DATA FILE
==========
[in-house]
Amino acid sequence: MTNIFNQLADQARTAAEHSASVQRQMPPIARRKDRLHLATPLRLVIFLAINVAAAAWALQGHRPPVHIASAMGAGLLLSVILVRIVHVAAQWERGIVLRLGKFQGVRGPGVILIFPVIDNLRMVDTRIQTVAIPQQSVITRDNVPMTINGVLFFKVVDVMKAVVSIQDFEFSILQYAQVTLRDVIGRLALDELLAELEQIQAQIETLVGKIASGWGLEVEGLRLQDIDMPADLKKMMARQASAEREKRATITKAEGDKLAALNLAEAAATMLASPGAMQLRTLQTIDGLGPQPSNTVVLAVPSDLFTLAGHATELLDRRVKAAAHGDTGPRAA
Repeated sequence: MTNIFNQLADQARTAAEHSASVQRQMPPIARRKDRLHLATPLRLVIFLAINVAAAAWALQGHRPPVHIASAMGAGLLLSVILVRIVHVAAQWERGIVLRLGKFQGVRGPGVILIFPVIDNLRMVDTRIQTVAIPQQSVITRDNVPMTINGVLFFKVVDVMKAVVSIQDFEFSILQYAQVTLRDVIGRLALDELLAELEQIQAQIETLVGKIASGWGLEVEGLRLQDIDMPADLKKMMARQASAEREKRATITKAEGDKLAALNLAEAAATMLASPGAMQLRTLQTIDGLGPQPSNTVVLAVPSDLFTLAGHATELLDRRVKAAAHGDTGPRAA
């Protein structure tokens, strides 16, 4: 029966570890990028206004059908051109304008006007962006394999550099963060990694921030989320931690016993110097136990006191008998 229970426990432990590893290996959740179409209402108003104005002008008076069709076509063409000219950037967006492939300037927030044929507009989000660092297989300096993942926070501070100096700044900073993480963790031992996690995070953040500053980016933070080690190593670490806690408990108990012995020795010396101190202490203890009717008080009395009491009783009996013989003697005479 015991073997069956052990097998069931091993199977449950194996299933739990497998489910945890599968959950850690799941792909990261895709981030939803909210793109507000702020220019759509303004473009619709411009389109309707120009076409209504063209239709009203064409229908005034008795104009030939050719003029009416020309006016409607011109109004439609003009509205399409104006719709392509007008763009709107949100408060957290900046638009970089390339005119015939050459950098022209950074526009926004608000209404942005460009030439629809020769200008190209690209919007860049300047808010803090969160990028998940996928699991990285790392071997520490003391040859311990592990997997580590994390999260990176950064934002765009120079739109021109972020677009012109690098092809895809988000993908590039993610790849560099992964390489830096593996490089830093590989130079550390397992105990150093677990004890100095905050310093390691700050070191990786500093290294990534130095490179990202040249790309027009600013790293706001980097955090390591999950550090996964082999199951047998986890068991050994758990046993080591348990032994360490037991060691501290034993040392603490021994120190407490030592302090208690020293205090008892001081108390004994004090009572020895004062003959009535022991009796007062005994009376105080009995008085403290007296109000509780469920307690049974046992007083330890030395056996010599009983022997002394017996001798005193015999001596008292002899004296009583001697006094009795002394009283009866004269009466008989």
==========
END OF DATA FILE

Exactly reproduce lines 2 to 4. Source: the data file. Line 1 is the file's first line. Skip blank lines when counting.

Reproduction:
Amino acid sequence: MTNIFNQLADQARTAAEHSASVQRQMPPIARRKDRLHLATPLRLVIFLAINVAAAAWALQGHRPPVHIASAMGAGLLLSVILVRIVHVAAQWERGIVLRLGKFQGVRGPGVILIFPVIDNLRMVDTRIQTVAIPQQSVITRDNVPMTINGVLFFKVVDVMKAVVSIQDFEFSILQYAQVTLRDVIGRLALDELLAELEQIQAQIETLVGKIASGWGLEVEGLRLQDIDMPADLKKMMARQASAEREKRATITKAEGDKLAALNLAEAAATMLASPGAMQLRTLQTIDGLGPQPSNTVVLAVPSDLFTLAGHATELLDRRVKAAAHGDTGPRAA
Repeated sequence: MTNIFNQLADQARTAAEHSASVQRQMPPIARRKDRLHLATPLRLVIFLAINVAAAAWALQGHRPPVHIASAMGAGLLLSVILVRIVHVAAQWERGIVLRLGKFQGVRGPGVILIFPVIDNLRMVDTRIQTVAIPQQSVITRDNVPMTINGVLFFKVVDVMKAVVSIQDFEFSILQYAQVTLRDVIGRLALDELLAELEQIQAQIETLVGKIASGWGLEVEGLRLQDIDMPADLKKMMARQASAEREKRATITKAEGDKLAALNLAEAAATMLASPGAMQLRTLQTIDGLGPQPSNTVVLAVPSDLFTLAGHATELLDRRVKAAAHGDTGPRAA
């Protein structure tokens, strides 16, 4: 029966570890990028206004059908051109304008006007962006394999550099963060990694921030989320931690016993110097136990006191008998 229970426990432990590893290996959740179409209402108003104005002008008076069709076509063409000219950037967006492939300037927030044929507009989000660092297989300096993942926070501070100096700044900073993480963790031992996690995070953040500053980016933070080690190593670490806690408990108990012995020795010396101190202490203890009717008080009395009491009783009996013989003697005479 015991073997069956052990097998069931091993199977449950194996299933739990497998489910945890599968959950850690799941792909990261895709981030939803909210793109507000702020220019759509303004473009619709411009389109309707120009076409209504063209239709009203064409229908005034008795104009030939050719003029009416020309006016409607011109109004439609003009509205399409104006719709392509007008763009709107949100408060957290900046638009970089390339005119015939050459950098022209950074526009926004608000209404942005460009030439629809020769200008190209690209919007860049300047808010803090969160990028998940996928699991990285790392071997520490003391040859311990592990997997580590994390999260990176950064934002765009120079739109021109972020677009012109690098092809895809988000993908590039993610790849560099992964390489830096593996490089830093590989130079550390397992105990150093677990004890100095905050310093390691700050070191990786500093290294990534130095490179990202040249790309027009600013790293706001980097955090390591999950550090996964082999199951047998986890068991050994758990046993080591348990032994360490037991060691501290034993040392603490021994120190407490030592302090208690020293205090008892001081108390004994004090009572020895004062003959009535022991009796007062005994009376105080009995008085403290007296109000509780469920307690049974046992007083330890030395056996010599009983022997002394017996001798005193015999001596008292002899004296009583001697006094009795002394009283009866004269009466008989």